Thursday, January 15, 2009

Drunken Pasta

Although it was not "off", the 2000 Rioja Reserva we opened tonight had expired. Normally, the structure of this wine should have kept it "alive" for a couple more years. Somewhere during it's life in the bottle, it aged prematurely.

To call itself a Reserva, a Rioja is required by law to age for at least three years at the bodega, including at least one year in Bourdeax-style, 225-liter oak barrels. The tannins from this tight grained wood also increases the wine's longevity.

Wide fluctuation in temperatures will damage both the wine and cork. High temperatures (>65ºF) cause wine to lose its flavor and balance while chilling affects its aromas. Keep wines away from sunlight, heat exposure and vibrations; store in cellars, a wine fridge, or temperature controlled rooms. The ideal range of temperature for storing red wine is 50-55ºF. White wines can be stored at lower ranges at 45ºF.

Humidity is also very important. If the humidity is too high, mold can grow on wood racks and can damage wine labels. If the environment is too dry, the cork will crack and air will leak into the bottle, again ruining the wine. Ideal humidity for wine storage ranges from 60-75% RH.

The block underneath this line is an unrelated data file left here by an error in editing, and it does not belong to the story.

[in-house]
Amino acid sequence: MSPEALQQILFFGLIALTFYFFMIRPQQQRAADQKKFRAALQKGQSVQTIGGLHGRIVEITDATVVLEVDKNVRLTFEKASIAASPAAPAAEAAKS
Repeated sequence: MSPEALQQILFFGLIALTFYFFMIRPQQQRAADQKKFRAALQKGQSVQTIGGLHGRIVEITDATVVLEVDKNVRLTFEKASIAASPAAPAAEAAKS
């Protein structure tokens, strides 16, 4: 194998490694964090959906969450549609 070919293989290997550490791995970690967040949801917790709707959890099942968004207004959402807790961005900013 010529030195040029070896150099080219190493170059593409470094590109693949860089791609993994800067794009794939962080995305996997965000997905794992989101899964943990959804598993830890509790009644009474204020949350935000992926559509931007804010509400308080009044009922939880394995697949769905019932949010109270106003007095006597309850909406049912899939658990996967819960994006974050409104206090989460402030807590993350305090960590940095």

So, what do you do with an "dead" bottle of red wine. Here was our solution:

Drunken Roasted Caprese Spaghetti

1 pound spaghetti
1 pint red grape tomatoes
Salt and ground black pepper
1# Italian sausage (made from ground pheasant)
8 oz. button mushrooms
1 cup Italian flat-leafed parsley, washed and stem ends removed
1 cup basil, leaves removed from stems
1/3 cup pine nuts, toasted and cooled
Zest of 1 lemon
2 cloves garlic
1 cup grated Parmigiano-Reggiano cheese
3 tablespoons Extra Virgin Olive Oil
1 large ball fresh mozzarella, cut into small dice

Preheat oven to 400ºF.

Bring a bottle of dry red wine mixed with additional water up to a boil, generously salt the liquid and cook the spaghetti to al dente, according to package directions. Before draining pasta, reserve about a cup of the starchy cooking liquid.

While the tomatoes are roasting, start the pesto: In a food processor, add the parsley, basil, pine nuts, lemon zest, garlic, salt and pepper. Pulse a few times, add the Parmigiano-Reggiano, then drizzle in the oil with the machine running until it's all combined.

Crumble and cook the sausage and drain on paper towels. Brown the mushrooms and then season with salt and pepper.

Scoop pesto into a mixing bowl, add the reserved pasta water, drained pasta, sausage, mushrooms, roasted tomatoes and mozzarella, and toss to coat. Serve with some warm, crusty bread alongside.